A child dying from a drunk driving car crash is a tragic accident-but the scenario gets even more horrific when the statistics of these scenarios are brought to light. According to Dr. Kyran Quinlan, a Chicago pediatrician, two-thirds of the time, a child killed in a drunk driving accident is a passenger of the drunk driver. “People think of a drunk driver in one car and a family in another,” Dr. Quinlan says, “the drunk driver runs a lights and hits the family vehicle and there’s a tragedy.” However, the statistics challenge that perception.
Quinlan and his colleagues thoroughly analyzed data from the U.S. National Highway Traffic Safety Administration, focusing on data involving children under age 15 who were killed in a traffic crash between 2001 and 2010. There were 2,344 child deaths due to drunk driving crashes between 2001 and 2010, discovered Quinlan, an associate professor of clinical pediatrics at Northwestern University Feinberg School of Medicine. Of the 2,344 child deaths, it was found that 1,515 of them placed the child in the car of the drunk driver.
Jan Withers, national president of Mothers Against Drunk Driving (MADD) asserts that drunk driving with a child on the car is on par with child abuse. “This study highlights the need for additional penalties for those convicted of drunk driving with a child passenger,” she adds. The study also found that, of the child passengers in the drunk driver’s cars, nearly two-thirds of them were not wearing seat belts at the time of the crash. “The more a driver has been drinking, the less likely a child was buckled up in the crash in which they died,” Quinlan said. What’s more, one-third of the drunk drivers assessed by the study did not have a valid driver’s license at the time of their accident.
Research found that Texas and California had the most children killed from being transported by a drunk driver. California had 135 deaths during the time period specified, and Texas had 272. When considering population, South Dakota and New Mexico had the highest percentage of children dying with a drunk driving. MADD president Jan Wither’s adds that South Dakota is one of four states that did not get a star from their organization in their 2014 Report to the Nation, which provides a list of states that have proper child endangerment laws or statutes in place.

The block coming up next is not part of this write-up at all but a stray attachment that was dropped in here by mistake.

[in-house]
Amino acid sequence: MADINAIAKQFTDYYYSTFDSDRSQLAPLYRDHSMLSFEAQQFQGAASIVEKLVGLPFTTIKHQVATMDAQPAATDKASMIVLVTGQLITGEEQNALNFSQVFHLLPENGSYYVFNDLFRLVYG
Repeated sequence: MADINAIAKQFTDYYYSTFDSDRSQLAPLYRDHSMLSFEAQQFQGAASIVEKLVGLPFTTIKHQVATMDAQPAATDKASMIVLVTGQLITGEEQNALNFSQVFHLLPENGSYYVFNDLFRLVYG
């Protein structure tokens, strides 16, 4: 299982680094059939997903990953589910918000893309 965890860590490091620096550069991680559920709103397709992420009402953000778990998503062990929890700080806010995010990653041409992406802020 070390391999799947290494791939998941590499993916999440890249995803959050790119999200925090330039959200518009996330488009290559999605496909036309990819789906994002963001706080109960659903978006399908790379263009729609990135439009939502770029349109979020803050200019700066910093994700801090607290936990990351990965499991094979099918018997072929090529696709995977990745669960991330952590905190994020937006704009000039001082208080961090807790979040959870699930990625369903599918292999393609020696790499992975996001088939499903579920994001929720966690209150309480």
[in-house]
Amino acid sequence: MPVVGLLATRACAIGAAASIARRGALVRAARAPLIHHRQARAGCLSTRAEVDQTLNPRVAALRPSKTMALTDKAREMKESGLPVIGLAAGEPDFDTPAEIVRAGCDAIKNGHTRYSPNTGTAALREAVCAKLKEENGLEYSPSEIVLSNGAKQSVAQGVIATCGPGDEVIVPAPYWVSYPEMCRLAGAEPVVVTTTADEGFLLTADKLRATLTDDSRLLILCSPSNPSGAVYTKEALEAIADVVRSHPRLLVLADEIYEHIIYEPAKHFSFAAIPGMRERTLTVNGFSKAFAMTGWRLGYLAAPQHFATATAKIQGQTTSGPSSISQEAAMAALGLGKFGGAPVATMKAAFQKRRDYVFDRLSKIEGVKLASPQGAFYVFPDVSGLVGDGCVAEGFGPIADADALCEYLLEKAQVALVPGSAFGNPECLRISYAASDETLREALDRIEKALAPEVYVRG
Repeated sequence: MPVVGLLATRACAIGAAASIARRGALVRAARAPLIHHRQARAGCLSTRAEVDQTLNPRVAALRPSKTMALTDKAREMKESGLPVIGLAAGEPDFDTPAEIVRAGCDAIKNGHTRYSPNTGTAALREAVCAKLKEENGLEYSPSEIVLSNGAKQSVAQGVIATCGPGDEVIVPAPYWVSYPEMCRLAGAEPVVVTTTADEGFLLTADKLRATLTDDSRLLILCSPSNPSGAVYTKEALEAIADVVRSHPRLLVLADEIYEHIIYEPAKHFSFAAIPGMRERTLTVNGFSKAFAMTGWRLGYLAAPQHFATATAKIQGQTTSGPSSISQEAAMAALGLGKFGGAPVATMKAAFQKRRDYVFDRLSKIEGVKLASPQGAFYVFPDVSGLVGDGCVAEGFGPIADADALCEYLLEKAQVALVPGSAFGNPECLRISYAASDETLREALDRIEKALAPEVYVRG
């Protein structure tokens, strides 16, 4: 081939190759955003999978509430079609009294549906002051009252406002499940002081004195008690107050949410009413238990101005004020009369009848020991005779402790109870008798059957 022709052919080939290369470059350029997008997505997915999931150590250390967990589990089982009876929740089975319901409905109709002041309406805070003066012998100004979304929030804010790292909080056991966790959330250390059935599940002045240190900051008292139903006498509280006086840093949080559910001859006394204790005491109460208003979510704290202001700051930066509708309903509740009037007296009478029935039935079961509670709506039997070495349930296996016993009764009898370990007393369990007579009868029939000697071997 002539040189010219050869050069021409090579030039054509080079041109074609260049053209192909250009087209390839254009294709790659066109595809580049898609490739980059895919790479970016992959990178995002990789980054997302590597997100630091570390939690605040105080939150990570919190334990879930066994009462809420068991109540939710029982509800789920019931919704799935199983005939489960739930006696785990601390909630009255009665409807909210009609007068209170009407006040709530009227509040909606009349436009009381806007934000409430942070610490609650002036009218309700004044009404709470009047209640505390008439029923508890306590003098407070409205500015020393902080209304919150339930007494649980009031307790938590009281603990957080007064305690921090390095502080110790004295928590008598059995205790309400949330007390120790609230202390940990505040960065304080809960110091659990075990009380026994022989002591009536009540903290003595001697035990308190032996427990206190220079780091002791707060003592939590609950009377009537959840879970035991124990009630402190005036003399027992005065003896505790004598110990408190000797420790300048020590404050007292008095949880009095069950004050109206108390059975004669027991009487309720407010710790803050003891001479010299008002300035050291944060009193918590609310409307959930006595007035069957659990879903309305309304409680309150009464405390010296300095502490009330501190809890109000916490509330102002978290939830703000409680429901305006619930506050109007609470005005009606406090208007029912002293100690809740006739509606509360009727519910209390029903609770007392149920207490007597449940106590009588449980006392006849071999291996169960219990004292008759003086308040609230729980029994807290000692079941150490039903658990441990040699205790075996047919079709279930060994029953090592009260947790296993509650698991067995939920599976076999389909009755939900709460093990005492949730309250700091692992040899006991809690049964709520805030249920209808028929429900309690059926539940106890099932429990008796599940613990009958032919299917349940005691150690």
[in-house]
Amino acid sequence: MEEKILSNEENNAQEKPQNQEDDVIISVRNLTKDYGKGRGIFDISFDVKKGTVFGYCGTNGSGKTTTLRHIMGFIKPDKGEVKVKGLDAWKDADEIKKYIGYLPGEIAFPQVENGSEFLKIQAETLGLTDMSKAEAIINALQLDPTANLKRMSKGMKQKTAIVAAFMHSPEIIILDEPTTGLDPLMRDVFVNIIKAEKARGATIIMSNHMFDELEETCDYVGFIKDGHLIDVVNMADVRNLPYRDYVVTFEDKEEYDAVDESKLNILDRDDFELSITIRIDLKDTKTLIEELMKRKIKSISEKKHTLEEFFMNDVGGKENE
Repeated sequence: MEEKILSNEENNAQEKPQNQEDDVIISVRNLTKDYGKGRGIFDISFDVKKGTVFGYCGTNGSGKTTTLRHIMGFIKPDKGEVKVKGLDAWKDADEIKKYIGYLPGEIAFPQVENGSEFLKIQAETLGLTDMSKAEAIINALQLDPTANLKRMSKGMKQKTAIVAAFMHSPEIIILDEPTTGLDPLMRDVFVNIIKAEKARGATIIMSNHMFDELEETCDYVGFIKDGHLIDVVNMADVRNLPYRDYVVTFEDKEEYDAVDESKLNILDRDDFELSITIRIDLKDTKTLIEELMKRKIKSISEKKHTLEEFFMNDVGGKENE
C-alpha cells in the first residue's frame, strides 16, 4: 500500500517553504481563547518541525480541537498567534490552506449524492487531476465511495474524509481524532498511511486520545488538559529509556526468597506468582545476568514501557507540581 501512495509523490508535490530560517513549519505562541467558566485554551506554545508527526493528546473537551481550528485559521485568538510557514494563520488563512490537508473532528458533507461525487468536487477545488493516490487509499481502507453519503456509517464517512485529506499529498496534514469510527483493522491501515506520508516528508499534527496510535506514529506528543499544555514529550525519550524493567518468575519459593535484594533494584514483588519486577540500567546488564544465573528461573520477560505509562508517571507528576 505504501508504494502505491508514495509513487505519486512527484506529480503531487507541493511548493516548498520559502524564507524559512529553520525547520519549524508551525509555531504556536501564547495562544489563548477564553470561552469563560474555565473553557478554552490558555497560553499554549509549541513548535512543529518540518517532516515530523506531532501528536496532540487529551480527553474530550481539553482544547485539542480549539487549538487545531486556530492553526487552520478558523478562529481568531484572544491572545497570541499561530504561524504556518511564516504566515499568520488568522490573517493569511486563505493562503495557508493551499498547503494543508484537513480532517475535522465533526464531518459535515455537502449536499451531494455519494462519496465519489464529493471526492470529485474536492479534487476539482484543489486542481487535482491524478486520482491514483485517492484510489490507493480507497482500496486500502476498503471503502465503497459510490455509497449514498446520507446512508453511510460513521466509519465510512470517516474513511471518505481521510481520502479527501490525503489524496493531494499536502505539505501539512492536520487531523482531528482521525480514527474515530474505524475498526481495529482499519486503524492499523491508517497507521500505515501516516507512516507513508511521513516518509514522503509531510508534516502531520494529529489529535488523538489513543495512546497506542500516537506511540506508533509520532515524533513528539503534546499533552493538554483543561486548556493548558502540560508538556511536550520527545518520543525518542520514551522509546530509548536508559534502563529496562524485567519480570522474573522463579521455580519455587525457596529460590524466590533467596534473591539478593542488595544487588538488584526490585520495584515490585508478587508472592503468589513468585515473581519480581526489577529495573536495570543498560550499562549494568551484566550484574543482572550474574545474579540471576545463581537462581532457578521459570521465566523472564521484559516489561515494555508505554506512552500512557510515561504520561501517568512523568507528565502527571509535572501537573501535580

The study also reported that, over the course of the decade, overall child deaths involving a drunk driver have decreased by 41 percent. Still, hundreds of children die or are injured because of drunk driving. Dr. Quinlan adds that tougher drunk driving laws, minimum drinking ages, and taxes on alcohol are all strategies that may have made some states safer than others.
“We’re hoping that states may take a look at their numbers, now that they have them, and consider renewed efforts to get at this,” Quinan says, “thirty years ago, it was a completely different culture than it is today.
People used to talk about having one for the road, and that is just not funny anymore.” MADD president Jan Withers agrees, stating, “MADD encourages all states to make driving drunk with a child passenger a felony offense, and require an ignition interlock for those convicted.”